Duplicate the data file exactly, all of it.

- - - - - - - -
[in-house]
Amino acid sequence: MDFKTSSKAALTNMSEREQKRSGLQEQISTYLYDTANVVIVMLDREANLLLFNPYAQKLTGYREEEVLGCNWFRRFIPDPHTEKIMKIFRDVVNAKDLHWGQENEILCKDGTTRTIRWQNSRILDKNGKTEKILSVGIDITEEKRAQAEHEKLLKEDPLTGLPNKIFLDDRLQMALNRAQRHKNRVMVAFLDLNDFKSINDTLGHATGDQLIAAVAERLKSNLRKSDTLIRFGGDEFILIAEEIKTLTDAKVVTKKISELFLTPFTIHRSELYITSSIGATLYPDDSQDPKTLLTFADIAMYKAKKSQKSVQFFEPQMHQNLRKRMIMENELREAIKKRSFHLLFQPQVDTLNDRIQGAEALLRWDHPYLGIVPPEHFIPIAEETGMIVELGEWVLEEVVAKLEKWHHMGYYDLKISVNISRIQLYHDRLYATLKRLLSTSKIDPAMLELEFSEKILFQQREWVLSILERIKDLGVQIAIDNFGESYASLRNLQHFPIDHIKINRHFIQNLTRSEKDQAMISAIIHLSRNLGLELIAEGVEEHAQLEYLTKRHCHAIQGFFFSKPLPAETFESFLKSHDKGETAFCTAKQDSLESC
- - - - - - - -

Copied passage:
[in-house]
Amino acid sequence: MDFKTSSKAALTNMSEREQKRSGLQEQISTYLYDTANVVIVMLDREANLLLFNPYAQKLTGYREEEVLGCNWFRRFIPDPHTEKIMKIFRDVVNAKDLHWGQENEILCKDGTTRTIRWQNSRILDKNGKTEKILSVGIDITEEKRAQAEHEKLLKEDPLTGLPNKIFLDDRLQMALNRAQRHKNRVMVAFLDLNDFKSINDTLGHATGDQLIAAVAERLKSNLRKSDTLIRFGGDEFILIAEEIKTLTDAKVVTKKISELFLTPFTIHRSELYITSSIGATLYPDDSQDPKTLLTFADIAMYKAKKSQKSVQFFEPQMHQNLRKRMIMENELREAIKKRSFHLLFQPQVDTLNDRIQGAEALLRWDHPYLGIVPPEHFIPIAEETGMIVELGEWVLEEVVAKLEKWHHMGYYDLKISVNISRIQLYHDRLYATLKRLLSTSKIDPAMLELEFSEKILFQQREWVLSILERIKDLGVQIAIDNFGESYASLRNLQHFPIDHIKINRHFIQNLTRSEKDQAMISAIIHLSRNLGLELIAEGVEEHAQLEYLTKRHCHAIQGFFFSKPLPAETFESFLKSHDKGETAFCTAKQDSLESC